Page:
Before Bed Ramblings

I spent an enjoyable evening at a dinner for eight. My wife and I joined six other people from the Village Unitarian Universalist Church for conversation, camaraderie, and a very nice meal to which all participants contributed. The view from our host’s home was exquisite; we like our view, but hers is extraordinary! After arriving back home, I returned to the task I left unfinished before we left: examining options for staining brick.

The brick on our fireplace, and indeed all of it on the outside of our house, is an unappealing pinkish/whitish/grayish mix that we find unattractive. Our recent decision to repaint the living room, changing the walls from taupe to light grey actually accentuated the displeasing aspect of the fireplace brick. So I’ve been exploring options. I do not wish to paint the brick. We have examined the possibility of putting stone or artificial stone of a more appealing finish on top of the brick. But we have not liked aspects of the latter. So we resorted to searching for methods to stain the brick; we’d like it to be a light, mottled grey. The ONLY decent options we found are products from a company located in England, Dyebrick. The company offers an array of options that I think would work. Why, though, are there no US companies that offer something similar? Well, if they do, they do a thoroughly crappy job of promoting their services online. So, I may well decide to order a “test pot” from the British company. The cost is not awful, by any stretch, but I’d rather get something that doesn’t have to traverse the Atlantic to get to me. I shouldn’t complain. I really shouldn’t. It’s a personality characteristic of mine that I find utterly reprehensible.  Maybe I’ll order a test kit tomorrow.

Have I mentioned the chairs? Well, we ordered five chairs (plus a broken one) from a woman who runs a small furniture reseller (she buys ‘in-demand’ hard-to-find furniture and resells it). The dining chairs we bought are identical to the ones we have now, save for the fabric. Once we get them, we will reupholster them (and the ones we have), so that we can seat eight or more people around our dining table (which comfortably seats four, but when both extensions are used, can seat up to eight). I may have written before about our efforts to buy a new dining set. This purchase extinguishes that effort. Unless, of course, we decide to buy a new table anyway. I like the table we have, when the extensions are not in use; when they are, I find it unattractive. I probably have deviant taste that doesn’t matter in the real world.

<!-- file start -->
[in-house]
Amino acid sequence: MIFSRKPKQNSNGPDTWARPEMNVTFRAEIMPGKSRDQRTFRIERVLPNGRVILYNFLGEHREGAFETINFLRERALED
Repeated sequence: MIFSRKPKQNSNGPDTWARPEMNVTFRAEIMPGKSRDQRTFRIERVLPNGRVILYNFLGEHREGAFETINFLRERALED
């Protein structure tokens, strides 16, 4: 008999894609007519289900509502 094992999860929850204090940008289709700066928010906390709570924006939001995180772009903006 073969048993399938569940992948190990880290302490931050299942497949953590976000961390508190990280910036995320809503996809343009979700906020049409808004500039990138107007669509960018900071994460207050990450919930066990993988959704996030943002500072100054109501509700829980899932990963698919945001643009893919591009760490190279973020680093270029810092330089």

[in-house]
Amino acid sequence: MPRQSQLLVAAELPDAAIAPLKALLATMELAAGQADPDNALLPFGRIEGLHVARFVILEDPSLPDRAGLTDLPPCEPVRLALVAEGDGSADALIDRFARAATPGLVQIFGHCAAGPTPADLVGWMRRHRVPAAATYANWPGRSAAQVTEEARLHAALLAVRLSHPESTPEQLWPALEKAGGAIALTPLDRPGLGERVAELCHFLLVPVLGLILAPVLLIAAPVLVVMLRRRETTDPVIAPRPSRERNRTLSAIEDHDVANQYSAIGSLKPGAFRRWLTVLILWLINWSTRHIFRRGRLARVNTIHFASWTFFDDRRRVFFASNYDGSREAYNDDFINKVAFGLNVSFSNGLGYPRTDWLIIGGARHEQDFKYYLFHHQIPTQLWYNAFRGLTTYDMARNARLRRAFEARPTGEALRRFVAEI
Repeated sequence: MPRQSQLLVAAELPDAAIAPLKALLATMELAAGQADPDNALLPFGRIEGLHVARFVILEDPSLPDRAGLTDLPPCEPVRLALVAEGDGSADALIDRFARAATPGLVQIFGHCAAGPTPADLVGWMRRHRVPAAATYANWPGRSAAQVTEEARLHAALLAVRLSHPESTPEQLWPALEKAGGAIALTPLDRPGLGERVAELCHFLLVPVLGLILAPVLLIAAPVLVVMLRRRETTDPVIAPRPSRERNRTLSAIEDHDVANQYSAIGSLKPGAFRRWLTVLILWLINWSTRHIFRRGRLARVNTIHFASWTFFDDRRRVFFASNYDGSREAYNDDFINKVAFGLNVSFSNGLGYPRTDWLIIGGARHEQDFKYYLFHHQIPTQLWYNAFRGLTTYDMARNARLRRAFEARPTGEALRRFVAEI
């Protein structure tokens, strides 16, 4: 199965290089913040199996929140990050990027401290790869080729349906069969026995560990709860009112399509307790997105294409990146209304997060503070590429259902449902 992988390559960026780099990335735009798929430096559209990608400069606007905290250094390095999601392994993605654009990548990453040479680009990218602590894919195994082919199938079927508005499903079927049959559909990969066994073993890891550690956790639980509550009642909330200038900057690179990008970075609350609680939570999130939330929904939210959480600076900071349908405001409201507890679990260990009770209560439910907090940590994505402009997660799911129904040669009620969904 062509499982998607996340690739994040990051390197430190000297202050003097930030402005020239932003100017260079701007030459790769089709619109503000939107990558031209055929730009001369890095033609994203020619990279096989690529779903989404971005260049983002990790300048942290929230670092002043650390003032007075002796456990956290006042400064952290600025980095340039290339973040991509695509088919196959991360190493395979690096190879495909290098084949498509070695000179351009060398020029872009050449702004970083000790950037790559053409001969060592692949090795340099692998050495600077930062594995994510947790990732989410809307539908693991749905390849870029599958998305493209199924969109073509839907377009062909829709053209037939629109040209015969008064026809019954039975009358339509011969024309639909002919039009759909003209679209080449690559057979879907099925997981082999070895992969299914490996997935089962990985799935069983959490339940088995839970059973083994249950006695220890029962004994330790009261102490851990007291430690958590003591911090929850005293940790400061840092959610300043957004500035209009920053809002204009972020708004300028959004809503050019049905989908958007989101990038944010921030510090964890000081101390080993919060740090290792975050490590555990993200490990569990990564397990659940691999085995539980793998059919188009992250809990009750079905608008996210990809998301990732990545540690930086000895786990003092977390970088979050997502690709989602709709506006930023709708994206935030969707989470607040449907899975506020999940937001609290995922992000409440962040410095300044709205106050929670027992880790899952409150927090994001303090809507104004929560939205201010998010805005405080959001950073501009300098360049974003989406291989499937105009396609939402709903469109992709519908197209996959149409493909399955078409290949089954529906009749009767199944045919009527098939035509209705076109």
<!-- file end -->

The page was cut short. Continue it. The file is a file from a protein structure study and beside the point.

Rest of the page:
I finished a poem earlier today, one that I plan to enter into a contest associated with a writers’ event I plan to attend in early June. I have much more to write, but for the conference contests and to submit to journals. Whether I finish any of that writing remains to be seen.

In other news, I have almost decided to abandon the idea (that I’ve probably never shared here) of changing phone carriers from AT&T (which I consider the embodiment of corporate greed and for which I have nothing but seething, volcanic contempt) to Consumer Cellular. Everything about Consumer Cellular looks better than AT&T except one thing: Consumer Cellular phones cannot be configured to use outside the USA. I don’t know when my next international trip may take place, but whenever it does, I want to take a working phone with me.

Let me end this post-midnight diatribe by saying this: grudges and judgments come back to haunt people by robbing their holders of that one, final opportunity to express love and compassion and to apologize for all the wrongs the holders committed. When I read schlock that says “never go to bed angry with your spouse,” I agree. And it extends to friends and family and random strangers who’ve been the subject of one’s wrath.

That leads to this: “And if I die before I wake, I pray all who beheld me know I forsake, all the pain I may have caused, and I hope all the world’s hatred is terminally paused.” It sucks as poetry, but it works as aspiration.

About John Swinburn

"Love not what you are but what you may become."― Miguel de Cervantes
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